The Inter-American Court of Human Rights (“IACHR”) was established in 1979 for the purpose of implementing and enforcing the American Convention on Human Rights. The Convention has been ratified by twenty-five North and South American states and is therefore binding upon those states. The IACHR has jurisdiction over human rights violations committed by states-party to the Convention, and cases may be referred to it by either the Inter-American Commission on Human Rights (another organ of the Organization of American States dedicated to the protection of human rights) or by other states-party.

The homepage contains headings across the top: “Information” provides background information on the court, and “Jurisprudence” has links to the “Decisions and Judgments” and “Advisory Opinions.” The cases under both sections are listed chronologically, with the most recent cases at the bottom of the page. The “Jurisprudence” heading also allows you to search for cases by respondent country. Notably, the “Jurisprudence” heading also provides the orders that the IACHR issues to states to implement their judgments under “Compliance with Judgment.”

Permanent Court of Arbitration

The Permanent Court of Arbitration (“PCA”) was established in 1899 by the Hague Convention on the Pacific Settlements of International Disputes. The PCA has more than 100 member states, and provides dispute resolution assistance for cases involving states, state-owned entities, inter-governmental organizations and private parties (for example, facilitating arbitrations, hearing facilities at The Hague). The PCA administers investment arbitrations, boundary disputes and disputes involving the Law of the Sea.

The PCA’s website contains a tab at the top labeled “Cases,” which has a partial list of past and pending cases, with accompanying documents. 

Other Specialized Courts/Tribunals

There are numerous international tribunals and courts. A problem that deals with international investment may require extensive research of the decisions of the Iran-US Claims Tribunal  and arbitral decisions under the auspices of the International Centre for Settlement of Investment Disputes. Problems that deal with international trade will require research of the decisions of panels at the World Trade Organization. For problems relating to law of the sea, the decisions of the International Tribunal for the Law of the Sea will be crucial. The International Criminal Court (“ICC”) deals with individuals for committing genocide, war crimes and crimes against humanity.

Other courts and tribunals include: 

United Nations Administrative Tribunal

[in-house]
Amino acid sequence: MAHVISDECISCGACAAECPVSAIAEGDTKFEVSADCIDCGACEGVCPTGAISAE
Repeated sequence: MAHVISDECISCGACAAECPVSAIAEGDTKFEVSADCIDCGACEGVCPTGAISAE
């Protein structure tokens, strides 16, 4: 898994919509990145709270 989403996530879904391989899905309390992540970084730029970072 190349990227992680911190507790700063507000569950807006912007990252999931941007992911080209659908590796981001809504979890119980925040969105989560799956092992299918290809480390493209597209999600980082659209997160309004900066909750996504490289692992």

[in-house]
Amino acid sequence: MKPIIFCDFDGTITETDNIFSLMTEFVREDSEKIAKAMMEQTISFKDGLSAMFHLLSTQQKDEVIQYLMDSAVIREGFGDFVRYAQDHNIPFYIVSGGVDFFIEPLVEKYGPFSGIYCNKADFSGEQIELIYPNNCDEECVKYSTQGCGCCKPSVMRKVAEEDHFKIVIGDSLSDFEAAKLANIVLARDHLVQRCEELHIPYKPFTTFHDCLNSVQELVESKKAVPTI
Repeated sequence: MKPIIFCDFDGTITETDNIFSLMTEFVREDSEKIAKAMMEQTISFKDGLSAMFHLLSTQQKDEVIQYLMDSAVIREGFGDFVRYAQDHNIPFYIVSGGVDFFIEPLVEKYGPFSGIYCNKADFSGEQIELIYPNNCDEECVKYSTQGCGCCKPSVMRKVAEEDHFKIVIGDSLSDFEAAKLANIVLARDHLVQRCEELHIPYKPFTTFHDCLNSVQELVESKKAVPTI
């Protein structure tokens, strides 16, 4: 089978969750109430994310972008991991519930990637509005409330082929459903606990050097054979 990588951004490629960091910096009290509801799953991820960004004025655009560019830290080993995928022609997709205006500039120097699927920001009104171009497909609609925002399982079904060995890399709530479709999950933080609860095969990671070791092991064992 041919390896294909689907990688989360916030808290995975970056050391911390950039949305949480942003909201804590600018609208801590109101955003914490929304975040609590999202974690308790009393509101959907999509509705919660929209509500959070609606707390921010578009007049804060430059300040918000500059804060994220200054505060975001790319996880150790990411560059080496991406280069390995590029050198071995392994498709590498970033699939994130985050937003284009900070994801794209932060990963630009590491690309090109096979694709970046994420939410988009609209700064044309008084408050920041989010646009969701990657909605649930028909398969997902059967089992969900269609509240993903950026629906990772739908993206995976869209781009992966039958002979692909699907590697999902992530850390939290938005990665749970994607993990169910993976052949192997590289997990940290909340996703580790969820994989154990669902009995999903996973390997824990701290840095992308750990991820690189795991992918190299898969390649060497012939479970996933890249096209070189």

European Court of Human Rights

European Court of Justice



International databases


BestCase Library  Canadian decisions.
HeinOnline  English Reports and US Reports.
ICLR.3  Incorporated Council of Law Reporting for England & Wales.
JustisOne  International reports.
LexisNexis International
Oxford Reports on International Law   Full text decisions of international courts and international law decisions.
Thomson Reuters Westlaw  US and foreign primary and secondary legal materials.
Westlaw UK  WTO cases, legal texts, and other documents.
WorldLII  Find case law by country or search across jurisdictions in WorldLII.

Where can I find relevant cases by subject? 

If you are seeking cases in foreign jurisdictions that cover your topic the following citators and digests may be useful to you.


Citators are tools that allow you to search for cases on a particular topic. Once you locate a relevant case you can track the history of your case and the treatment of your case by subsequent courts. Citators allow you to determine if your case is still good law and it acts as a research tool allowing you find other cases (and other secondary materials) that referred to your case.

If you have a case name, citators are also an efficient way of:

  • finding the correct citation of a case and parallel citations,
  • finding other cases on the same topic, and
  • finding commentary on your case.


Digests provide a topic based approach to locating relevant cases. Digests summarise the main points of the case to help the researcher decide on the relevance of the case to the issues researched. 


BriefCase/ViewCase [New Zealand] 
Index of more than 140,000 cases sourced from a variety of New Zealand Courts and Tribunals. Provides topic classifications and summaries of cases. Links to Unreported Judgments provided. Access is via Westlaw AU.
Current Law Case Citator [UK]  
The Digest : Annotated British, Commonwealth and Euorpean Cases  
JustCite JustCite is an electronic citator of cases, legislation and journal articles from the UK and EU jurisdictions. It now also provides information from selected common law jurisdictions, and from international courts. It links to reported cases published via ICLR.3.
KeyCite Case law, statutes, regulations, administrative materials, patents and secondary sources. Coverage varies by Country (Australia, Canada, Hong Kong and United States).
LawCite If you are doing legal research, you will likely want to use a citator, which is a tool designed to help you to find instances where a legal document has been cited or otherwise discussed. LawCite includes cases, legal documents and law journal articles with a particular focus on materials from common law countries.
World Court Digest  Summaries of ICJ decisions arranged by subject (1986-2000) available from Max Planck Institute for Comparative Public Law and International Law


Need help?

Need help?


If you require assistance with legal research please contact the Law Library on: 

  • +61 3 6226 2063


or come in during our regular opening hours.

The Law Library is located at the lower end of the Sandy Bay campus in the Law Building.